Questions about Initiative No. 1: An Act Relating to the Regulation of Consumer Fireworks
Why are fireworks back on the ballot?
An initiative petition was submitted to the City of Tumwater by Citizens for Legal Fireworks for Council consideration with a proposed ordinance that would repeal the fireworks ban by Council or voter approval. The City Council is mandated by State law to take immediate action to either adopt the proposed ordinance and repeal the existing fireworks ban - or place the Initiative on the ballot for voter consideration. The Council adopted Resolution R2018-001-S1, placing Initiative No. 1 on the ballot.
What does the proposed ordinance call for?
The proposed ordinance, if adopted, would repeal the City's existing Ordinance No. O2016-034 that prohibits the sale, possession, and discharge of consumer fireworks at all times within the Tumwater City limits, and amend the previousTumwater Municipal Code.
The proposed new Tumwater Municipal Code is included in the full text of Initiative No. 1.
When did the City Council decide to put this on the ballot?
The City Council took action at the January 2, 2018 meeting to place Initiative No.1 on the April 24, 2018 Special Election Ballot.
How much is the City paying Thurston County Auditor's Office for the special election?
The Auditor's Office estimates election costs will be $115,000. This is a single issue ballot, so the City will pay all election costs including signature verification, voter pamphlets, ballots and counting.
Why didn't the City wait to put this issue on the ballot during a primary or general election, and share costs with other jurisdictions?
Under State law, the City was required to hold the election at the first available election after the petitions were verified. The petitions were received on December 5, 2017, and certified by the Auditor's Office on Dec 13, 2017. Filing deadlines for the February Special Election had already passed, therefore the April 24, 2018 Special Election was the first available election.
What are the current regulations for discharge of fireworks?
The sale and discharge of fireworks within the City of Tumwater is prohibited at all times of the year with the exception of public displays and the sale, use and discharge of small trick and novelty devices. The City Council adopted Ordinance No. O2016-034 in December 2016 to prohibit fireworks, in accordance with an advisory vote by Tumwater residents favoring a citywide fireworks ban. The fireworks ban went into effect on December 8, 2017, and is described in Tumwater Municipal Code 8.30.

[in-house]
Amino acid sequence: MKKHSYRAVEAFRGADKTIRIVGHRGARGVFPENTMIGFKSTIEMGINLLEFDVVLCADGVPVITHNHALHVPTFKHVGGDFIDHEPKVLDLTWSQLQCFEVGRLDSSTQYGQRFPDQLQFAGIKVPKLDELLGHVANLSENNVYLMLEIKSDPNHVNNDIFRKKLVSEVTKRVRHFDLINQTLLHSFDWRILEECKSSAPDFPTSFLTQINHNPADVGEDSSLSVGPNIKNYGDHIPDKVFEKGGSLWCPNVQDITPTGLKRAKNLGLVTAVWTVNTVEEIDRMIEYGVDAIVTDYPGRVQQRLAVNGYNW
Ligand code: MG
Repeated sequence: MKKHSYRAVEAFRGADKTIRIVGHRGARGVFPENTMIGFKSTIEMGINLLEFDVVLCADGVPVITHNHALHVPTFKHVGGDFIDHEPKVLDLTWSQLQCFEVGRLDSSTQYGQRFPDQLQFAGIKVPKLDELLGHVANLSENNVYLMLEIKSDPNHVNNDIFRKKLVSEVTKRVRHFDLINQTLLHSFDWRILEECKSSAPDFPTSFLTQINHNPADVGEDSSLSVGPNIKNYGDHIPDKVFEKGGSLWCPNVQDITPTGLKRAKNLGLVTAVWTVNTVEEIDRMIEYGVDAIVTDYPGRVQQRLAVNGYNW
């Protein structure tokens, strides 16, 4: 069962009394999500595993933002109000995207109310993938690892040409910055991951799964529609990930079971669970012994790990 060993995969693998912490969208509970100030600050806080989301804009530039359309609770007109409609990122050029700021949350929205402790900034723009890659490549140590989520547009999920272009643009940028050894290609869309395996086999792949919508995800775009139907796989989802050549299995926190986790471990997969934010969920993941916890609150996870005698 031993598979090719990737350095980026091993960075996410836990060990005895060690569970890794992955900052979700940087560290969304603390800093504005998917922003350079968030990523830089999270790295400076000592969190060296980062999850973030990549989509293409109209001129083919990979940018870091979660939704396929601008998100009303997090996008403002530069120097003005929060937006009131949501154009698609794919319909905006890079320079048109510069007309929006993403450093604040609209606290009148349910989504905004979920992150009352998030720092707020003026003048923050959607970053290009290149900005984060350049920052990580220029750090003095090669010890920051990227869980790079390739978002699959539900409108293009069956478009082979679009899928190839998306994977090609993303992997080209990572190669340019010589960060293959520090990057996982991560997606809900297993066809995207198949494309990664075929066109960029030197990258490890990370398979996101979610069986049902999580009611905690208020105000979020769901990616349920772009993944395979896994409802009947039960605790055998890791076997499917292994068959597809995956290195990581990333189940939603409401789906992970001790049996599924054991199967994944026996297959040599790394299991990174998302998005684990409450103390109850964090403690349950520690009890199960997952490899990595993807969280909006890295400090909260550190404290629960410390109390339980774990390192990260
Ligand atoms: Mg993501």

If Initiative No. 1 is approved will the ban be repealed immediately?
Yes, RCW 35.17.330 states “if the number of votes cast thereon favor the proposed ordinance, it shall become effective immediately and shall be made a part of the record of ordinances of the city”.
What other communities in Thurston County currently have fireworks bans in place?
The cities of Lacey and Olympia have fireworks bans in place. Unincorporated Thurston County, Yelm, Tenino, Rainier, and Bucoda do not have bans in place. Beginning in 2017, Thurston County adopted provisions for temporary restrictions on consumer fireworks when extreme fire danger conditions exist. The remainder of the cities adhere to their municipal codes allowing for the sale and discharge of safe and sane fireworks during certain holidays, such as Independence Day and New Year's Eve.
Are there some small fireworks that are still allowed under the current ordinance?
Trick and novelty devices are exempt as outlined in WAC 212-17-025(10).
What are small trick and novelty devices?
"Trick and novelty devices" means any small fireworks devices that are not regulated as explosives and are not classified as consumer or display fireworks by the United States Department of Transportation. Examples include snakes, glow worms, party poppers, snappers, toy smoke devices, and toy caps. Sparklers are not considered trick or novelty devices; they are classified as consumer fireworks.
Does the ban apply to the fireworks show at the golf course on the 4th of July?
No. Licensed public displays are still allowed.